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Johann Sebastian Bach - Masters of Classical Music - Vol 2 (1990)
Cover Front Album
Artist/Composer Johann Sebastian Bach
Length 59:50
Format CD
Genre Classic
Index 13
Collection Status In Collection
Track List
01 Overture No. 4: Rejouissance Ludwig Guttler, trumpet New Bach Collegium Musicum Max Pommer 02:24
02 Overture No. 3: Air New Bach Collegium Musicum Max Pommer 04:06
03 Overture No. 2: Badinerie Eckart Haupt, flute New Bach Collegium Musicum Max Pommer 01:27
04 Oboe Concerto in D minor: Adigio Burkhard Glaetzner, oboe New Bach Collegium Musicum Max Pommer 03:07
05 Minuet in D minor, BWV Anh. 132 Karl-Heinz Passin, flute Walter Heinz Bernstein, harpsichord 01:13
06 Minuet in G major, BWV Anh. 116 Walter Heinz Bernstein, virginals 02:11
07 Overture No. 1: Passepied New Bach Collegium Musicum Max Pommer 03:10
08 Toccata and Fugue in D minor, BWV 565 Hannes Kastner, organ 09:24
09 "Ich liebe den Hochsten von ganzem Gemute", Cantata, BWV 174: Sinfonia New Bach Collegium Musicum Max Pommer 06:12
10 Brandenburg Concerto No. 2 in F major, BWV 1047: Andante New Bach Collegium Musicum Max Pommer 03:36
11 Easter Oratorio, BWV 249: Sinfonia Ludwig Guttler, trumpet New Bach Collegium Musicum Max Pommer 03:58
12 Violin Concerto in E major, BWV 1042: Adagio Miklos Szenthelyi, violin Hungarian Chamber Orchestra G. Gyorivanyi-Rath 06:10
13 "Wachet auf, ruft uns die Stimme", Chorale, BWV 645 Hannes Kastner, organ 05:01
14 Brandenburg Concerto No. 1 in F major, BWV 1046: Adagio New Bach Collegium Musicum Max Pommer 04:06
15 "Kommst du nun, Jesu, vom Himmel herunter", Chorale, BWV 650 Ludwig Guttler, trumpet Friedrich Kercheis, organ 03:45
Personal
Rating 70%
Details
Spars DDD
Rare No
Sound Stereo
UPC 018111580229
Notes
(P)1988 Delta Music Inc. LaserLight 15 802

Sometime around the year 1590, Veit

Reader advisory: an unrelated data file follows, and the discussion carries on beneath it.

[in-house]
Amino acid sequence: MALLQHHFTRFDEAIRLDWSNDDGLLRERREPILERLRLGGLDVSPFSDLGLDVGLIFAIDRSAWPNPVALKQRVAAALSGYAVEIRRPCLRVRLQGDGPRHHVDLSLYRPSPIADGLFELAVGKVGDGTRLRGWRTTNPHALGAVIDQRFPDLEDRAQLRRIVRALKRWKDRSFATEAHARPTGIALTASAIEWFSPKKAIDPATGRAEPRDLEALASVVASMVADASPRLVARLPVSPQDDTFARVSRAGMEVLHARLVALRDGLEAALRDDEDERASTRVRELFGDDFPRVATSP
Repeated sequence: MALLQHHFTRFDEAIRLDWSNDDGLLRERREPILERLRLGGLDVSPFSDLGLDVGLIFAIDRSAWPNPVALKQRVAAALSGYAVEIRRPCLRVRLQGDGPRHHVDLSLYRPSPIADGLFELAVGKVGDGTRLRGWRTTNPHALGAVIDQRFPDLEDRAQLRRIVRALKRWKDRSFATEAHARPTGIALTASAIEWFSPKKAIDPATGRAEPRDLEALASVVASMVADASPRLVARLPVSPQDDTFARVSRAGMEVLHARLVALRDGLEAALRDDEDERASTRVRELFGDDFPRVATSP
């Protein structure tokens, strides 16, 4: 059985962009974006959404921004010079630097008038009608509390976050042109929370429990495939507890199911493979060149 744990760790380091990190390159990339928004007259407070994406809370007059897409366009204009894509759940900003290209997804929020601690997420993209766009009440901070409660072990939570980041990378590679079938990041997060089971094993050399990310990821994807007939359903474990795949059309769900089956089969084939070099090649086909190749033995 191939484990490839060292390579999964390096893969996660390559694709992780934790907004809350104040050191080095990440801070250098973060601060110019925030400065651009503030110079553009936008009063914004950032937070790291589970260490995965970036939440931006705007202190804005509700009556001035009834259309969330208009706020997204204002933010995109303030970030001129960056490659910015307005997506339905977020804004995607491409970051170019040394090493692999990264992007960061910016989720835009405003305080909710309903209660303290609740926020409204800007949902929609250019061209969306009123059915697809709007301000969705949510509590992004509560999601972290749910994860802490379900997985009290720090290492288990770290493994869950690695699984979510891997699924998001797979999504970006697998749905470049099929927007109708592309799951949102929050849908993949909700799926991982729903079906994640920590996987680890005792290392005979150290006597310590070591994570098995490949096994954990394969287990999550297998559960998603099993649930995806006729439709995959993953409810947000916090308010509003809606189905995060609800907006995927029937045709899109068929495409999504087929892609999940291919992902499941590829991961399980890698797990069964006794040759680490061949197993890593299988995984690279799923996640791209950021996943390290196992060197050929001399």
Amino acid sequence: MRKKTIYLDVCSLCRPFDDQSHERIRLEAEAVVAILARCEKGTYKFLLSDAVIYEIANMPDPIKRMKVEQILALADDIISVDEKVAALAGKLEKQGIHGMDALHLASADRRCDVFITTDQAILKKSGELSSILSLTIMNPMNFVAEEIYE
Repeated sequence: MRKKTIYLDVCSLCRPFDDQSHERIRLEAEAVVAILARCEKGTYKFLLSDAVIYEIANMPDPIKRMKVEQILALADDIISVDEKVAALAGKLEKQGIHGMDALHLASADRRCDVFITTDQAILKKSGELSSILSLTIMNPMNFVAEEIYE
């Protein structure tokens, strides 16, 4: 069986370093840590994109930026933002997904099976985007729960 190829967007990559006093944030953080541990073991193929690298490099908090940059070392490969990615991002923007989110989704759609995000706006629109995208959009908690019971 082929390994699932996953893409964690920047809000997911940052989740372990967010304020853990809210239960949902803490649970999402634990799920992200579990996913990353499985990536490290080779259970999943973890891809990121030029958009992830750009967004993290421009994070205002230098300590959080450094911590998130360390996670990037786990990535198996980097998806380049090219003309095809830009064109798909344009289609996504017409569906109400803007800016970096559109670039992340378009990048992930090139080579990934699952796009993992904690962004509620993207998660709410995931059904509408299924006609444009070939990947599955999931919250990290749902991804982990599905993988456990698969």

Bach, who was born in Hungary, left his
homeland and settledin Thuringia, where
he was allowed to freely practice his
Lutheran faith. He was the forefather of
the large Bach clan, a musical dynasty
whose members enjoyed an almost
legendary reputation as organists, city
pipers and court orchestra musicians.
Johann Sebastian Bach was born in 1685
in Eisenach. It was virtually self-evident
that he would follow inhis father's
footsteps and prepare himself for a city
musician's profession by undergoing
thorough musical training at an early age.
In 1695 Sebastian's father died, leaving
the boy to be raised by his brother
Johann Christoph, who was fourteen
years older than Sebastian. Then, at the
age of fifteen, the highly talented boy
received a stipend which enabled him to
attend St. Michael's School in Luneburg.
He sang in the school choir, familiarized
himself with the North German art of
organ playing, delved into the school's
comprehensive music library, went on
study excursions to the nearby musical
centers of Celle and Hamburg and
essentially learned the musical arts
autodidactically. Beginning as city
organist in the Thuringian cities of
Arnstadt and Mulhausen (1703-1708),
Bach rapidly climbed the social ladder of
the musician's profession. Hespent
nearly ten years as court organist and
concertmaster at the court of Weimar.
The years 1717-1723 were enormously
fruitful for Bach's artistry; as
Kapellmeister of the court orchestra in
the little residential palace of the Prince
of Cothen, he oversaw a superbly well-
organized, seventeen-member court
orchestra. It was in Cothen that Bach
wrote the Brandenburg Concertos, as well
as various solo concertos and numerous
works for keyboard instruments. When the
prince's interet in musicbegan to wane,
Bach -- also wishing to move to a place
where his growing boys could receive an
academic education -- left Cothen for
Leipzig. Hespent the last twenty-seven
years of his life there, serving in a twofold
capacity. As Cantor of St. Thomas'
School (a boarding school for boys), he
was responsible for all musical instruction
given at the school. Moreover, as
"Director Musices", he was in charge of
the music performed in Leipzig's
churches. But Bach was also one of the
first musicians to give concerts in
coffeehouses, conducting an orchestra
consistingmainly of students. These
performances helped to free music from
its courtly and sacred functions and to
make it accessible and familiar to the
newly-emerging middle class.